Buying an iPhone in Sydney Airport - Will ACCC Consumer Rights & Guarantees Apply to It?

So it looks like I will have a trip overseas soon and my phone is starting to show it's age, so I am thinking to buy a new iPhone in duty-free shop at Sydney's Airport.
This will basically give me a 10% discount as I don't need to pay GST.
However, I wonder, will I get the ACCC's 2 year "reasonable expected lifetime" warranty, since I purchased it in Australia, or will it default to just Apple's 1 year warranty?
What about all other electronics on sale there? Though from my experience everything is already overpriced there.

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Comments

  • -2 votes

    2 year for the apple product I believe. I think even with the gst free the prices are inflated. Do you homework first.

  •  

    If you buy a $1700 phone ACCC will probably give you 3 years(or more?)
    I wonder if it has been tested on expensive phones….. maybe next year it might be… ?

  • -1 vote

    Is it actually still Australia if it’s after passport control? 😂

    Anyway, I’d buy it before going then claim the GST back at the airport. Then at least you can set it up properly.

  • +4 votes

    Firstly, reasonable expected life doesn’t have a timeframe. So while a low-end iPhone might only have an average lifespan of two years, an iPhone worth nearly $2k is going to have a longer reasonable expected life.

    Secondly, Warranties cannot override consumer law; and you don’t lose any rights under consumer law for products purchased at an airport.

    So, if you purchased it from an Australian company, on Australian soil, consumer law has you covered.

    And that means you’re ok if you purchase it at an airport; or even if you purchased something expensive via in-flight duty free from an Australian airline where the receipt has an ABN. They’re both on Australian soil for legal, taxation, and GST purposes.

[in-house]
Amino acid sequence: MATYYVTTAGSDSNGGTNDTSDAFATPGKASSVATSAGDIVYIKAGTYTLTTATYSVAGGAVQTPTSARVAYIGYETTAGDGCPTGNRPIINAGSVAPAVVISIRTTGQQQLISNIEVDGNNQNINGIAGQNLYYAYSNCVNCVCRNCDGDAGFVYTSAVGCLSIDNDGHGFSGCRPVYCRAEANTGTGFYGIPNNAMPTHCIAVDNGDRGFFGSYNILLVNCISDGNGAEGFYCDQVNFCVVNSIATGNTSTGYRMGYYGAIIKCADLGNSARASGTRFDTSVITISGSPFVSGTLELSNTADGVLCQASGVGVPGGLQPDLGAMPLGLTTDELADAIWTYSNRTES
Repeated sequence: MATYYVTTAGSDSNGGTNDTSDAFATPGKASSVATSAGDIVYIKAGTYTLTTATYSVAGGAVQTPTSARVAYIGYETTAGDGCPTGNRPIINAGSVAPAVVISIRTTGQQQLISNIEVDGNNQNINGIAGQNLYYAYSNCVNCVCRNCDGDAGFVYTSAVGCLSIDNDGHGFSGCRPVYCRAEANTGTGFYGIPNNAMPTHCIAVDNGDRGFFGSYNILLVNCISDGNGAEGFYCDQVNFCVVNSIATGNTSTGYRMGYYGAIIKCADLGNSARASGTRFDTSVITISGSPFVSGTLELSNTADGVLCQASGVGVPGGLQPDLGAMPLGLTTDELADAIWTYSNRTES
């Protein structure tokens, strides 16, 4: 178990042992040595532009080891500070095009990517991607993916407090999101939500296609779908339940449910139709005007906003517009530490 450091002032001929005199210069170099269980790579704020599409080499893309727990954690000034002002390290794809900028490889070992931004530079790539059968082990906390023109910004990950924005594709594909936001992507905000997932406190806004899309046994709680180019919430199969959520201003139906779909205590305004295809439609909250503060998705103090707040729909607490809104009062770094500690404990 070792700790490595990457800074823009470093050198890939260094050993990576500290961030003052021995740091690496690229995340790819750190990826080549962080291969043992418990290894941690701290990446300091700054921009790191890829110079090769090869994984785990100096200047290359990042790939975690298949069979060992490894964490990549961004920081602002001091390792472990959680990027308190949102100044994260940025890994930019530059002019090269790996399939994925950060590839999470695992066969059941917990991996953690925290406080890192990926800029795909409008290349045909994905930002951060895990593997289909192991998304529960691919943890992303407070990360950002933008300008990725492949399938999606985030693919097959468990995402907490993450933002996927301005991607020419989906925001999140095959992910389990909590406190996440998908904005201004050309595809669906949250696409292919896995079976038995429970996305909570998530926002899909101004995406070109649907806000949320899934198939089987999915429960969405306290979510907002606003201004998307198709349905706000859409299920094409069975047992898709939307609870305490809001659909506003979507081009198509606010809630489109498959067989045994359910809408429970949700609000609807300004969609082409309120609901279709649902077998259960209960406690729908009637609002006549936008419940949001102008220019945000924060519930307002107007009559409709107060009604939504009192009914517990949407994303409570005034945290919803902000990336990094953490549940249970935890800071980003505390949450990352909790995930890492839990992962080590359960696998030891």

Thirdly, you don’t have to buy at an airport when leaving for an international flight just to avoid the GST in the item cost. The Tourist Refund Scheme allows you to claim back the GST on goods over $300 you purchased up to 60 days before international travel that you take out of the country.

    Claiming is simple after you clear Customs, and things are faster if you use the TRS app to submit your claim ahead of time.

    However, be aware that regardless of if you purchase at the Airport after Customs; or before you travel and you claim the GST refund; when you bring them back into Australia, they are all included in your AUD 900 individual duty free allowance and need to be declared on your arrival card (or when using Smartgate). You may be required to repay the GST value/refund.

    Hope this answer gives you all you need to know, and happy travels.

    •  

      Why would someone neg you 🙄
      Buy at the best price you can find and claim GST back using the TRS scheme. Declare on your way back, simples!

      •  

        Looking at the posts prior to mine, they may not have liked that someone neg’d them for giving a poor answer, or replies that didn’t come close to actually helping the OP with their question would be my guess.

    •  

      So if I don't do a TRS claim, buy a $2000 iPhone on duty-free, and when I come back to Australia they will ask me to pay extra $200?